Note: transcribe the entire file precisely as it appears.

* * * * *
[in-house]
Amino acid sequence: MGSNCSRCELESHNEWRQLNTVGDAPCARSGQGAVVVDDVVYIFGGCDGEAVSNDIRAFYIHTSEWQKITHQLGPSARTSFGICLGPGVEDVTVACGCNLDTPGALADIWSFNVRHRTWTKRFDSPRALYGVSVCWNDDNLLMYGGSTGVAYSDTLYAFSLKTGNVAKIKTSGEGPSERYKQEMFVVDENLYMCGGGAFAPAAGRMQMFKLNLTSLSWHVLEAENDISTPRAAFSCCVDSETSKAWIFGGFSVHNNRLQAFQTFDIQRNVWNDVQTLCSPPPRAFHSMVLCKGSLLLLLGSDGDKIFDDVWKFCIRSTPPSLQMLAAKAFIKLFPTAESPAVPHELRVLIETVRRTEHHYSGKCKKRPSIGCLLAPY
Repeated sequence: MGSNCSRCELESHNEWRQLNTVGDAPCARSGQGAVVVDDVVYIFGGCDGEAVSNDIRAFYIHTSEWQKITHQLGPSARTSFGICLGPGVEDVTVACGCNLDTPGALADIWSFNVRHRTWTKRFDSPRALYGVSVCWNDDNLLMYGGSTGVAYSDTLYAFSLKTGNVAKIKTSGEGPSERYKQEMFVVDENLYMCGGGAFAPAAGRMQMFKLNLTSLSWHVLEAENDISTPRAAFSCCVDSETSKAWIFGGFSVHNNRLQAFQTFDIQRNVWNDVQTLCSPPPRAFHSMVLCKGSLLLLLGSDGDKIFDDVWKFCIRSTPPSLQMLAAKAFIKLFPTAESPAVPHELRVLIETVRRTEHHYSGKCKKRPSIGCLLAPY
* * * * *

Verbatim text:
[in-house]
Amino acid sequence: MGSNCSRCELESHNEWRQLNTVGDAPCARSGQGAVVVDDVVYIFGGCDGEAVSNDIRAFYIHTSEWQKITHQLGPSARTSFGICLGPGVEDVTVACGCNLDTPGALADIWSFNVRHRTWTKRFDSPRALYGVSVCWNDDNLLMYGGSTGVAYSDTLYAFSLKTGNVAKIKTSGEGPSERYKQEMFVVDENLYMCGGGAFAPAAGRMQMFKLNLTSLSWHVLEAENDISTPRAAFSCCVDSETSKAWIFGGFSVHNNRLQAFQTFDIQRNVWNDVQTLCSPPPRAFHSMVLCKGSLLLLLGSDGDKIFDDVWKFCIRSTPPSLQMLAAKAFIKLFPTAESPAVPHELRVLIETVRRTEHHYSGKCKKRPSIGCLLAPY
Repeated sequence: MGSNCSRCELESHNEWRQLNTVGDAPCARSGQGAVVVDDVVYIFGGCDGEAVSNDIRAFYIHTSEWQKITHQLGPSARTSFGICLGPGVEDVTVACGCNLDTPGALADIWSFNVRHRTWTKRFDSPRALYGVSVCWNDDNLLMYGGSTGVAYSDTLYAFSLKTGNVAKIKTSGEGPSERYKQEMFVVDENLYMCGGGAFAPAAGRMQMFKLNLTSLSWHVLEAENDISTPRAAFSCCVDSETSKAWIFGGFSVHNNRLQAFQTFDIQRNVWNDVQTLCSPPPRAFHSMVLCKGSLLLLLGSDGDKIFDDVWKFCIRSTPPSLQMLAAKAFIKLFPTAESPAVPHELRVLIETVRRTEHHYSGKCKKRPSIGCLLAPY